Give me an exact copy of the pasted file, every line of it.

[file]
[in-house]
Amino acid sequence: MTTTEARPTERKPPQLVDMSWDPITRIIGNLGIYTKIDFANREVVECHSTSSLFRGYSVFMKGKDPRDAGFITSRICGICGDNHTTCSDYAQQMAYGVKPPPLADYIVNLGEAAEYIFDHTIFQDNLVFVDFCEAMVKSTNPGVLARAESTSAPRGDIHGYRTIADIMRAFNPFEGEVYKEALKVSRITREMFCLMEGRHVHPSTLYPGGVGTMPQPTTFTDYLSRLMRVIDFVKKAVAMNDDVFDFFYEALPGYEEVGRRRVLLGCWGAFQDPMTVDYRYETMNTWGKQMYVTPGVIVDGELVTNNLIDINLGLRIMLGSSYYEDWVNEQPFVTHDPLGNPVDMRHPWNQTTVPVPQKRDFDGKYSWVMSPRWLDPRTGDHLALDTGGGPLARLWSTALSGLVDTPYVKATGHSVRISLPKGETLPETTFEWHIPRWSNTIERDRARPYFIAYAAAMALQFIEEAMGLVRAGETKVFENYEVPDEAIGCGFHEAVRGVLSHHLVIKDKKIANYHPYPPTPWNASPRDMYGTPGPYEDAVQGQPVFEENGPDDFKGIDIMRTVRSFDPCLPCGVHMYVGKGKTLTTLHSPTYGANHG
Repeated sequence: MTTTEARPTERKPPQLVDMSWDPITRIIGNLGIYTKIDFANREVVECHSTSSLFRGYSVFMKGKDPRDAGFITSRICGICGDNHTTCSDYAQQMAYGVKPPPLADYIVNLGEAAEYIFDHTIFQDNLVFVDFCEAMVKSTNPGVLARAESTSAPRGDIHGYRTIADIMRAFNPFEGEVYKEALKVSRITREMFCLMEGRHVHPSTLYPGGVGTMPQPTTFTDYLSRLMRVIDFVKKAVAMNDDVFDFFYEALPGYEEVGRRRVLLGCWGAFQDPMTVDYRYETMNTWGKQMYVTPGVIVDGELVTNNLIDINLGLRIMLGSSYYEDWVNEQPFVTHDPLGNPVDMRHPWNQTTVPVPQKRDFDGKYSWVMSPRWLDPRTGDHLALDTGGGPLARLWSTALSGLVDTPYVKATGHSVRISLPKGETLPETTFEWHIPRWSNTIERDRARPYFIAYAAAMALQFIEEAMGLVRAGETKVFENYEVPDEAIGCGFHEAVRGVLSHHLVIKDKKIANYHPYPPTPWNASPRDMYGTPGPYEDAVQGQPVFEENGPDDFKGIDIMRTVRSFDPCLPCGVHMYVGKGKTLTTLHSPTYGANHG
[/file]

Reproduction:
[in-house]
Amino acid sequence: MTTTEARPTERKPPQLVDMSWDPITRIIGNLGIYTKIDFANREVVECHSTSSLFRGYSVFMKGKDPRDAGFITSRICGICGDNHTTCSDYAQQMAYGVKPPPLADYIVNLGEAAEYIFDHTIFQDNLVFVDFCEAMVKSTNPGVLARAESTSAPRGDIHGYRTIADIMRAFNPFEGEVYKEALKVSRITREMFCLMEGRHVHPSTLYPGGVGTMPQPTTFTDYLSRLMRVIDFVKKAVAMNDDVFDFFYEALPGYEEVGRRRVLLGCWGAFQDPMTVDYRYETMNTWGKQMYVTPGVIVDGELVTNNLIDINLGLRIMLGSSYYEDWVNEQPFVTHDPLGNPVDMRHPWNQTTVPVPQKRDFDGKYSWVMSPRWLDPRTGDHLALDTGGGPLARLWSTALSGLVDTPYVKATGHSVRISLPKGETLPETTFEWHIPRWSNTIERDRARPYFIAYAAAMALQFIEEAMGLVRAGETKVFENYEVPDEAIGCGFHEAVRGVLSHHLVIKDKKIANYHPYPPTPWNASPRDMYGTPGPYEDAVQGQPVFEENGPDDFKGIDIMRTVRSFDPCLPCGVHMYVGKGKTLTTLHSPTYGANHG
Repeated sequence: MTTTEARPTERKPPQLVDMSWDPITRIIGNLGIYTKIDFANREVVECHSTSSLFRGYSVFMKGKDPRDAGFITSRICGICGDNHTTCSDYAQQMAYGVKPPPLADYIVNLGEAAEYIFDHTIFQDNLVFVDFCEAMVKSTNPGVLARAESTSAPRGDIHGYRTIADIMRAFNPFEGEVYKEALKVSRITREMFCLMEGRHVHPSTLYPGGVGTMPQPTTFTDYLSRLMRVIDFVKKAVAMNDDVFDFFYEALPGYEEVGRRRVLLGCWGAFQDPMTVDYRYETMNTWGKQMYVTPGVIVDGELVTNNLIDINLGLRIMLGSSYYEDWVNEQPFVTHDPLGNPVDMRHPWNQTTVPVPQKRDFDGKYSWVMSPRWLDPRTGDHLALDTGGGPLARLWSTALSGLVDTPYVKATGHSVRISLPKGETLPETTFEWHIPRWSNTIERDRARPYFIAYAAAMALQFIEEAMGLVRAGETKVFENYEVPDEAIGCGFHEAVRGVLSHHLVIKDKKIANYHPYPPTPWNASPRDMYGTPGPYEDAVQGQPVFEENGPDDFKGIDIMRTVRSFDPCLPCGVHMYVGKGKTLTTLHSPTYGANHG